Tag Archives: Anthem

Anthem Refused Audit Required As Part Of Contract

The Register is reporting that Anthem refused to allow U.S. government auditors to audit their systems as required as part of a contract that Anthem has with the U.S. government.  This news is coming out after Anthem was hacked of some 88 million customer records.

The Office Of Personnel Management Inspector General audits insurers who provide insurance to government employees under the Federal Employees Health Benefits Program.

OPM has a particular audit protocol that is somewhat intrusive but not out of the ordinary and Anthem told them no, they could not do that.

I have been a vendor to several of the world’s largest banks and they used to audit my firms on a regular basis.  If we told them to go away, they would have told us to go away as well.

It is not at all clear why OPM allowed Anthem to continue to do business with the government under these circumstances.  It is the difference between private industry and government.

OPM wrote a report on Wellpoint (now Anthem) that said, in part:

Wellpoint has not implemented technical controls to prevent rogue devices from connecting to its network. Also, several specific servers containing Federal data are not subject to routine vulnerability scanning, and we could not obtain evidence indicating that these servers have ever been subject to a vulnerability scan.
In addition, WellPoint limited our ability to perform adequate testing in this area of the audit. As a result of this scope limitation and WellPoint’s inability to provide additional supporting documentation, we are unable to independently attest that WellPoint’s computer servers maintain a secure configuration.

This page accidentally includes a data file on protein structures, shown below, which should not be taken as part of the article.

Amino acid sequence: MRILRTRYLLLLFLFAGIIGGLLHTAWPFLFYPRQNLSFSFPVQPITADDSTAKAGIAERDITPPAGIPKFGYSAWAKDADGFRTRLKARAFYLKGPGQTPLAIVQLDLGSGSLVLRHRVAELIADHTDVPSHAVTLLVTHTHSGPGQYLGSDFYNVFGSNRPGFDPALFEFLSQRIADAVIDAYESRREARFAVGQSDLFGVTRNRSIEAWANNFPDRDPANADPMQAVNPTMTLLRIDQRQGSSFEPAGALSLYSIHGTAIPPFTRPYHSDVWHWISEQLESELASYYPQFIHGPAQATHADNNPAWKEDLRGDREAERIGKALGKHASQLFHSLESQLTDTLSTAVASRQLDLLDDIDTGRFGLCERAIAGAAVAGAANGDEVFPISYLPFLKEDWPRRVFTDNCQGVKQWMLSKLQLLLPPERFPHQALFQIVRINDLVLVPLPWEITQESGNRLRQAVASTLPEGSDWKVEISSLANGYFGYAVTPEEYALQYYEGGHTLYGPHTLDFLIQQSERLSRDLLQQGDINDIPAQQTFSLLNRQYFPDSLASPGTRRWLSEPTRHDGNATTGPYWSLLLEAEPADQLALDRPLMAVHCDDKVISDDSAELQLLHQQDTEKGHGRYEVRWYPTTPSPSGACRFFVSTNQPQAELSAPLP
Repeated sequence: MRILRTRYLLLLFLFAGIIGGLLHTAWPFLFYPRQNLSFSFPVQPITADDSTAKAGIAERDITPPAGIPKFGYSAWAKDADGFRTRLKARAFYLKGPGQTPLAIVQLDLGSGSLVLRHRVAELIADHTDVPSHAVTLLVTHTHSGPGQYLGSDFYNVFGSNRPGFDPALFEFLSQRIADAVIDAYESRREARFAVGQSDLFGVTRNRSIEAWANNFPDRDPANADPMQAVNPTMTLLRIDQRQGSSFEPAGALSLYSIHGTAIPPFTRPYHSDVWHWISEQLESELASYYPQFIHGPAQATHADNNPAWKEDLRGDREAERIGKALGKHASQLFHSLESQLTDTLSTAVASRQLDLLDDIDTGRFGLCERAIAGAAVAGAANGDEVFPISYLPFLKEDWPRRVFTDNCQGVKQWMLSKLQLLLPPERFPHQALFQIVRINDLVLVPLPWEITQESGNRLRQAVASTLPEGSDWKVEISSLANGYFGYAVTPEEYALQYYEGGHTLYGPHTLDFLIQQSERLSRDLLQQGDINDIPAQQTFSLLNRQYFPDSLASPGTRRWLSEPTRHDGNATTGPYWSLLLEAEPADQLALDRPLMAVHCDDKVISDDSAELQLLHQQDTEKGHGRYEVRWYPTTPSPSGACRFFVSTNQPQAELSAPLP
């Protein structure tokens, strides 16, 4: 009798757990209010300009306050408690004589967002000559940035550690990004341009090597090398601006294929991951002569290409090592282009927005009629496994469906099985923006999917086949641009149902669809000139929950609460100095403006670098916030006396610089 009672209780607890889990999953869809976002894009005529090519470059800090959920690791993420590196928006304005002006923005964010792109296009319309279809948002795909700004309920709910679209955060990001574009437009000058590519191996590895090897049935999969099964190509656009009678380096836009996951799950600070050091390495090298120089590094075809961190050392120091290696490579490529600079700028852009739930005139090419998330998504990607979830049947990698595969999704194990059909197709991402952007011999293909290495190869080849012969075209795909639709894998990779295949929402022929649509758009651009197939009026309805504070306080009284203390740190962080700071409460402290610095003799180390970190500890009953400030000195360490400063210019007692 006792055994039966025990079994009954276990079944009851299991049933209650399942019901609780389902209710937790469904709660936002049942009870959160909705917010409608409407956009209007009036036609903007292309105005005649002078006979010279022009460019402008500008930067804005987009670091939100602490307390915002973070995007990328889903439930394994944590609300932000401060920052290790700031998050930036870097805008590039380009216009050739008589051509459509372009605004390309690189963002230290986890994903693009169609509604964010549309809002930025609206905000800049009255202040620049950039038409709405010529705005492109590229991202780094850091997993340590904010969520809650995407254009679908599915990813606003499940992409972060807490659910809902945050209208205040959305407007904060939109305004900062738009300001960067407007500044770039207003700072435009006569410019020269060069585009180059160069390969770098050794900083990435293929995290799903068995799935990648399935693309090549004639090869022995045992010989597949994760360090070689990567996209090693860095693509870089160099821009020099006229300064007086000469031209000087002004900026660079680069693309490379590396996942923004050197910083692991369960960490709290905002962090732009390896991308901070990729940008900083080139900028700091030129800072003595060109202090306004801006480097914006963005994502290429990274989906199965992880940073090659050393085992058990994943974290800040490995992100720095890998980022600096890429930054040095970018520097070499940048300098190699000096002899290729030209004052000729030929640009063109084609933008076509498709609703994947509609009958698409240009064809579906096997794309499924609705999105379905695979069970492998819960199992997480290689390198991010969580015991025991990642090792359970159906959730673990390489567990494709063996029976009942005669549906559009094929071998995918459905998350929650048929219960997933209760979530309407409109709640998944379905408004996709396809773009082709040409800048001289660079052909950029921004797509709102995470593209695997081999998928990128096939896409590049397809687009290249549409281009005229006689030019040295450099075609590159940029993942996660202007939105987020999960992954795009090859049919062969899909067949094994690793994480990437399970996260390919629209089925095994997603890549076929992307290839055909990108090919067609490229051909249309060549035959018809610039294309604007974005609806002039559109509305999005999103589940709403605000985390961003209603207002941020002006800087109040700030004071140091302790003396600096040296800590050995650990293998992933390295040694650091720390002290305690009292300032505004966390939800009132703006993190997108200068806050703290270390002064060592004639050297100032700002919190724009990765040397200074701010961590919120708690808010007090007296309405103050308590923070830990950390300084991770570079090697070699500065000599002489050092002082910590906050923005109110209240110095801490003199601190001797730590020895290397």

Given this report, it is totally unimaginable that, in private industry,  they would have been allowed to continue as a supplier.

After the breach, OPM again tried to audit Anthem and they again said no.

And, they continue to collect checks from the government.

This should be interesting fodder for the lawsuit machine.



10 States Going After Anthem After Data Breach

Reuters is reporting that 10 states, led by Connecticut, have sent a letter to Anthem complaining that the company is moving too slowly in notifying consumers of the data breach that affected up to 80 million customers and employees (see article).  The states are assuming that Anthem know precisely who’s data was taken and they may not know that yet.

I hadn’t really thought about it, but this breach is really quite different than having your credit card stolen in the Target breach.

In the Target case, under federal law, your maximum liability for fraudulent charges is $50 and many credit cards waive even that.